15. Langdon and Sophie read the message on the Mona Lisa: "So Dark the Con of Man," which Langdon interprets as meaning early Christians devaluing the feminine a "con" or deception—a belief of the Priory of Sion that perpetuates their goddess worship. (Chapter 28).

16. "What kind of God would want a body punished this way?" (Chapter 29). Sister Sandrine thinks this when she sees Silas's bloody body. This thought sums up the reactions of the good characters when they encounter violence: they are sickened and do not see the world this way.

17. In the Church of Saint-Sulpice, Silas breaks the stones open, finding a reference to the Bible verse Job 38:11, "Hitherto shalt thou come, but no further," which is meant to signify the fact that this is a dead end: a false keystone (Chapter 29).

18. Once she and Langdon are past Grouard, Sophie explains that "so dark the con of man" is another anagram, this one for "Madonna of the Rocks," the Da Vinci painting that Sophie is holding hostage (Chapter 30).

19. "I WAS THERE. DON'T TRY TO FIND ME." This is the note Sophie leaves to sever contact with her grandfather after she accidentally sees him engaged in a sexual ritual (Chapter 32).

20. "'Sophie, the word Sangreal is an ancient word. It has evolved over the years into another term … a more modern name.' He paused. 'When I tell you its modern name, you'll realize you already know a lot about it. In fact, almost everyone on earth has heard the story of the Sangreal'" (Chapter 37). This is Langdon's introduction to his explanation of the Holy Grail. It is important because it sums up Dan Brown's approach to knowledge; the novel asks its readers to recast things they already know, but in a different form.

21. "A proof of merit. She could feel her grandfather's hand at work. The keystone is a map that can be followed only by the worthy." (Chapter 51) Sophie thinks and feels these things as she's trying to decipher the cryptex. They mark the morally encoded nature of the universe, and show her grandfather's influence.

22. "Langdon gave an awkward smile. 'We're on a Grail quest, Sophie. Who better to help us than a knight?' "(Chapter 51) Langdon's awkwardness and his joking tone show he is both humble and modern in the face of a quest (he doesn't assume he's worthy, or that quests are understood), but also signal that this is a quest, and one on which they need help.

23. "'Indeed I will open the gate,' Teabing proclaimed, 'but first I must confirm your heart is true. A test of your honor. You will answer three questions.'" (Chapter 52) This shows the difference between Teabing and Langdon. Langdon is unsure about deserving to be on a quest even when he consciously is on one; Teabing seizes the right to judge even when joking.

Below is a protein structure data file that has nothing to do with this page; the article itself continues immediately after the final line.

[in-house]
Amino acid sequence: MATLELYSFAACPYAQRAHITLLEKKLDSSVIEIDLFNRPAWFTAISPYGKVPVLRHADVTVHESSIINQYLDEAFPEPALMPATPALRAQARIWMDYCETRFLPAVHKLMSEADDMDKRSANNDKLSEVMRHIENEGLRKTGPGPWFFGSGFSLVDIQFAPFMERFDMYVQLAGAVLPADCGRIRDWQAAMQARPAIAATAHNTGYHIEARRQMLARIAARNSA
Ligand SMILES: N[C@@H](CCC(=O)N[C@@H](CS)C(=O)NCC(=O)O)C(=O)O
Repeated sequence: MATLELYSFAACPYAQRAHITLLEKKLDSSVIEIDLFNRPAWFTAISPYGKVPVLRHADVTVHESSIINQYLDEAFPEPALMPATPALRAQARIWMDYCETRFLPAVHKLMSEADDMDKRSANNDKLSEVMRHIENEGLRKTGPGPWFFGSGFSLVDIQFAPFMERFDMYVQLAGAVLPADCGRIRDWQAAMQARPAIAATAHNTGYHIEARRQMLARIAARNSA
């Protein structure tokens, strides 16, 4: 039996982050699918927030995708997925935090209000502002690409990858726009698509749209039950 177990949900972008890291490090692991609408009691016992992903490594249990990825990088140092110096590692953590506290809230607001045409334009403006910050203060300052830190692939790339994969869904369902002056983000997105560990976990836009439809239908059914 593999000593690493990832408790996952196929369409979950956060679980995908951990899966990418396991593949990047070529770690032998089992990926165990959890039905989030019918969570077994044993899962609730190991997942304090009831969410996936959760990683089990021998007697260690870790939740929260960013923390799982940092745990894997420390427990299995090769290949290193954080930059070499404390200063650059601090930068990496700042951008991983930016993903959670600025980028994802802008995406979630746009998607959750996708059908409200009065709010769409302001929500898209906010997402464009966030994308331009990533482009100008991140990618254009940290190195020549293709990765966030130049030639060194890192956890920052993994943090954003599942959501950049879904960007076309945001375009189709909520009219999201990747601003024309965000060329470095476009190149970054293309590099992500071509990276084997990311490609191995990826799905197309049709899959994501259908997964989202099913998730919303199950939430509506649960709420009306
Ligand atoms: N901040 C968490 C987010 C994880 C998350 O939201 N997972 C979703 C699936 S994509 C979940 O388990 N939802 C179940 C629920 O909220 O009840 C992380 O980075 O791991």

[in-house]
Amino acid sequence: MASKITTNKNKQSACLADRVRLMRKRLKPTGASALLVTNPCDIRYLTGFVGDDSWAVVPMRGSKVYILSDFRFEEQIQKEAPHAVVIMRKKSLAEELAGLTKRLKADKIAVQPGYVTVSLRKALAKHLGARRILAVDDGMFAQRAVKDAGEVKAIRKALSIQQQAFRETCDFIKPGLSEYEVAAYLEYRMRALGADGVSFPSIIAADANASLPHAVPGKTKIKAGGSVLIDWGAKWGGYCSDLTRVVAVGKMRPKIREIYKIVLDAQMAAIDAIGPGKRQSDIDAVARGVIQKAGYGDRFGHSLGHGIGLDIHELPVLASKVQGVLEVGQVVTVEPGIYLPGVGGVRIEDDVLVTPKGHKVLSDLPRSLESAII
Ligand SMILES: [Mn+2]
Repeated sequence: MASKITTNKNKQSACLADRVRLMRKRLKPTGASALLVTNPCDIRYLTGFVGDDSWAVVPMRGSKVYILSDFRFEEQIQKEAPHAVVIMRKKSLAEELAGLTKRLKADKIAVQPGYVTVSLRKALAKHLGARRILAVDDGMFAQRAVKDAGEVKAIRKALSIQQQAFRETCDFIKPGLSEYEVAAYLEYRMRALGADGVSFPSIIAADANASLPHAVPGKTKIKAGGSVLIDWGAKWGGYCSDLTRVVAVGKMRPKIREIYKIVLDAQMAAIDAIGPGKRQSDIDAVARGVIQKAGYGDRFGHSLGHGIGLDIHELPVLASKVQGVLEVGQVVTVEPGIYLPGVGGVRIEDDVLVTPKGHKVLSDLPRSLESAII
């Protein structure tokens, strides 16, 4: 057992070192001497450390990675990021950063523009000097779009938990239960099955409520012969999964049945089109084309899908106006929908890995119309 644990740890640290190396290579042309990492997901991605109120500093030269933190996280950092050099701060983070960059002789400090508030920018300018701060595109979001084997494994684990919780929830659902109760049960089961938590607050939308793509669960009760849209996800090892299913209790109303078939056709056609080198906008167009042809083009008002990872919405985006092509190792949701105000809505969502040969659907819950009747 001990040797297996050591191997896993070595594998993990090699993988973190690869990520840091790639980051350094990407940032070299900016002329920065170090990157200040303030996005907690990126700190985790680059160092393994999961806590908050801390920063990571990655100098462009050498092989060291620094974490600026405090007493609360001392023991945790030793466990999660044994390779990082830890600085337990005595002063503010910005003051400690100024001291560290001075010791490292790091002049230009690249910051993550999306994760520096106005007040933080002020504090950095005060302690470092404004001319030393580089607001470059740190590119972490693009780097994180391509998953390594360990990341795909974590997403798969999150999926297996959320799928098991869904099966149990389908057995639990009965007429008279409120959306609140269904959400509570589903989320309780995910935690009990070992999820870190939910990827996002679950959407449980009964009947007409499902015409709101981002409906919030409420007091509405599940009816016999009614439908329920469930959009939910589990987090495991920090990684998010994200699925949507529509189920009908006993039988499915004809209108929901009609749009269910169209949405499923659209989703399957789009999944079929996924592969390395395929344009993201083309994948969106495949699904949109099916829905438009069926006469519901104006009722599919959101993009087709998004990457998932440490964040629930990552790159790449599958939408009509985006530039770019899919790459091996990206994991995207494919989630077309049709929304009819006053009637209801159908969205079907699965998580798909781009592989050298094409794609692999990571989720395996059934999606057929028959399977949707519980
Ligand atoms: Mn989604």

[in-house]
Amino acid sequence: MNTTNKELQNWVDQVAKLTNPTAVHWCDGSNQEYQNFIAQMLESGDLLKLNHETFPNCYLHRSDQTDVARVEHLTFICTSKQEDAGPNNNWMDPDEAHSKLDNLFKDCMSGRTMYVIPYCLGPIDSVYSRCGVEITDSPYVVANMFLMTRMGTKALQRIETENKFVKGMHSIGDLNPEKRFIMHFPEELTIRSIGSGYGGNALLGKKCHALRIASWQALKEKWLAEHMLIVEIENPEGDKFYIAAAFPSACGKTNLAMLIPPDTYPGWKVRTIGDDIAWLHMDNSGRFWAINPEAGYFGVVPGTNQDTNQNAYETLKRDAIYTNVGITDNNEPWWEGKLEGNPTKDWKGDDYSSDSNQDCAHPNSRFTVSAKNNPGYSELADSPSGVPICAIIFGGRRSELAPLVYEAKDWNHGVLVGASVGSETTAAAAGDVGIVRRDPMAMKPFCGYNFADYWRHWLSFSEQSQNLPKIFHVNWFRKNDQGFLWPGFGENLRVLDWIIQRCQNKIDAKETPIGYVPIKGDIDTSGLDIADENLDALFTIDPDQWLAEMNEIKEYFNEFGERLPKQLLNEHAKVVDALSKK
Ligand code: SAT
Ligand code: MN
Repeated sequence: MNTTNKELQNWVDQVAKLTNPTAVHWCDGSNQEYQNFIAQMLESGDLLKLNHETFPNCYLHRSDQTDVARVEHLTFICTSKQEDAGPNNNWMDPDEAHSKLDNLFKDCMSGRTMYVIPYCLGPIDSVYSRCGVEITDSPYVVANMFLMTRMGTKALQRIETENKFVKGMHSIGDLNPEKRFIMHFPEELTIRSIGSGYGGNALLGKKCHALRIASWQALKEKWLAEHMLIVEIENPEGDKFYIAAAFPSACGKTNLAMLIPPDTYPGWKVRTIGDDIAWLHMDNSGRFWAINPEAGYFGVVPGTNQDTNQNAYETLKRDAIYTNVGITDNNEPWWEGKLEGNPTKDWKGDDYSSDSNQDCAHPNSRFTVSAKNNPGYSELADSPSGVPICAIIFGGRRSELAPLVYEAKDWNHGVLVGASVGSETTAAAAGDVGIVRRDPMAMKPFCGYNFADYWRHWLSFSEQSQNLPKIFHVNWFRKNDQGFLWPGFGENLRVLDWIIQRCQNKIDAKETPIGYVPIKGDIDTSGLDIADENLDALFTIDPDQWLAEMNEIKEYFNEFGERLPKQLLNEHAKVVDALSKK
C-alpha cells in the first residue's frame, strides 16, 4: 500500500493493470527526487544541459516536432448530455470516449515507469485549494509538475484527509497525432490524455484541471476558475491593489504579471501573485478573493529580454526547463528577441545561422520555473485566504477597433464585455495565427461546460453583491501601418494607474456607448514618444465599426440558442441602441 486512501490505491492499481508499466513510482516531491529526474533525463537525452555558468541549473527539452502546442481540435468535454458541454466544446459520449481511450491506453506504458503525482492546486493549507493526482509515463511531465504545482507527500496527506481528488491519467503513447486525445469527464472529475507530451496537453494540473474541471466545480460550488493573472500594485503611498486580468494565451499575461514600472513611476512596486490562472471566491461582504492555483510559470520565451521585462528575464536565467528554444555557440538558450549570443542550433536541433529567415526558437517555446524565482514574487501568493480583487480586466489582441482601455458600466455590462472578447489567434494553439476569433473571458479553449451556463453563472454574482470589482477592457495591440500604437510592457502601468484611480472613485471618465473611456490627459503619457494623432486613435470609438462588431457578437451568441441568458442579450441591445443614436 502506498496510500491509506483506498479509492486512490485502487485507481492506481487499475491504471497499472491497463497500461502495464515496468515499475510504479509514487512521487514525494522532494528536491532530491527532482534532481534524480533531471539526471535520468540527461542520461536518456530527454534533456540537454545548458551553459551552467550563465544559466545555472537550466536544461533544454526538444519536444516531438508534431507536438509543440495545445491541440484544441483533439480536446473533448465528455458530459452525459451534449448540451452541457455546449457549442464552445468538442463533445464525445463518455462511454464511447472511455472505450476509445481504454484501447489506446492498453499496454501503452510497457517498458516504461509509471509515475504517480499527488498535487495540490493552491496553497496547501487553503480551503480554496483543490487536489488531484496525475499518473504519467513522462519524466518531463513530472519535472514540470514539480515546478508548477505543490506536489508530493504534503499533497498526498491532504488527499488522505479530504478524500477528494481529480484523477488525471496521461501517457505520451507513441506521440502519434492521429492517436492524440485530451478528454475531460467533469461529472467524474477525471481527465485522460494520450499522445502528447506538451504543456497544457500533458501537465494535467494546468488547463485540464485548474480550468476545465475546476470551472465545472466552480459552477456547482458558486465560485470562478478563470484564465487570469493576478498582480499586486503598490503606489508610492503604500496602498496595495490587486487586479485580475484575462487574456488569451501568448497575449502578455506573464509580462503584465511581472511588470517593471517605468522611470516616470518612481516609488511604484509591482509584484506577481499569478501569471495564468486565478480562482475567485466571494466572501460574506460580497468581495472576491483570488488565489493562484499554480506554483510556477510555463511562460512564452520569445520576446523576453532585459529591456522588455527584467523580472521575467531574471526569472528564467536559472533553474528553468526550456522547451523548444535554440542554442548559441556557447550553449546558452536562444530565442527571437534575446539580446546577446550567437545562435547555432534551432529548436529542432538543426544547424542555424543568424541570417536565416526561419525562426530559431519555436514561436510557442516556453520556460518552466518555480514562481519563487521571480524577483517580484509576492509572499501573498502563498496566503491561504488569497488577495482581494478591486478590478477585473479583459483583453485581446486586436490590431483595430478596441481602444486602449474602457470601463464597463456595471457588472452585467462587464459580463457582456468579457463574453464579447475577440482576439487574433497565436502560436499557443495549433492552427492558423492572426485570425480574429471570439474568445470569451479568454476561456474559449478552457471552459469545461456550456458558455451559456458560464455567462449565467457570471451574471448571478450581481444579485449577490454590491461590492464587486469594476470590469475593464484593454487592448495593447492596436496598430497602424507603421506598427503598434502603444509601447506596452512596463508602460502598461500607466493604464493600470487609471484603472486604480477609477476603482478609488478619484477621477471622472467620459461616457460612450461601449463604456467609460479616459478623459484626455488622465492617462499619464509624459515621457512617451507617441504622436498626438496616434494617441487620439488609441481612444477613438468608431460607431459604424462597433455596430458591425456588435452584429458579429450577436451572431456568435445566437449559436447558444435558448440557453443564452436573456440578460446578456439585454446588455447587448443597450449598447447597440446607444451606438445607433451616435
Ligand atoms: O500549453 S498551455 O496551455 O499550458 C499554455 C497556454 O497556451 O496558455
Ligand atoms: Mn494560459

24. As Teabing explains the meaning of the Holy Grail to Sophie, he points out lines from. Da Vinci's journals:

"Many have made a trade of delusions and false miracles, deceiving the stupid multitude." "Blinding ignorance does mislead us. O! Wretched mortals, open your eyes!"

Teabing argues that these lines indicate Da Vinci and others objected to the lies in the Bible. Teabing then retells the history of the Church as a history of deception (telling outright lies) and conversion of pre-existing religious practices and symbols for its own purposes. He then walks Sophie through a viewing of Da Vinci's The Last Supper, pointing out that the Holy Grail can't be the cup Jesus and the disciples shared there because there were many cups at the table. Instead, "The Holy Grail is not a thing. It is, in fact …a person." (Chapter 55)

25. The chapter ends with Teabing guiding Langdon and Sophie to see Da Vinci's painting of the woman who is the Holy Grail, "A woman who carried with her a secret so powerful that, if revealed, it threatened to devastate the very foundation of Christianity!" (Chapter 56)

26. Teabing explains The Last Supper to Sophie, arguing that the figure seated to the right of Jesus, "at the place of honor," is Mary Magdalene. Teabing claims that "The Church needed to defame Mary Magdalene in order to cover up her dangerous secret—her role as the Holy Grail." He says that she was not a prostitute, but rather Jesus's wife, and that "Not only was Jesus Christ married, but He was a father." The chapter ends with Teabing arguing that the name of the Holy Grail—Sangreal—actually means "Sang Real." Sophie realizes that "Sang Real literally meant Royal Blood," which convinces her that the Grail really does mean the blood of Christ: his family lineage. (Chapter 58)

27. Flying over the Tyrrhenian Sea, Bishop Aringarosa thinks "Everything in Paris has gone terribly wrong." This refers to Langdon and Sophie getting away with the keystone, and indicates that he has some way of knowing this. (Chapter 63)

28. They flee France in Teabing's plane. As they discuss whether or not to make the Grail documents public, Sophie quotes Teabing's words back to him, " 'You do not find the Grail, the Grail finds you.'" and continues, saying, "I am going to trust that the Grail has found me for a reason, and when the time comes, I will know what to do." Here Sophie comes into her own, morally. (Chapter 69)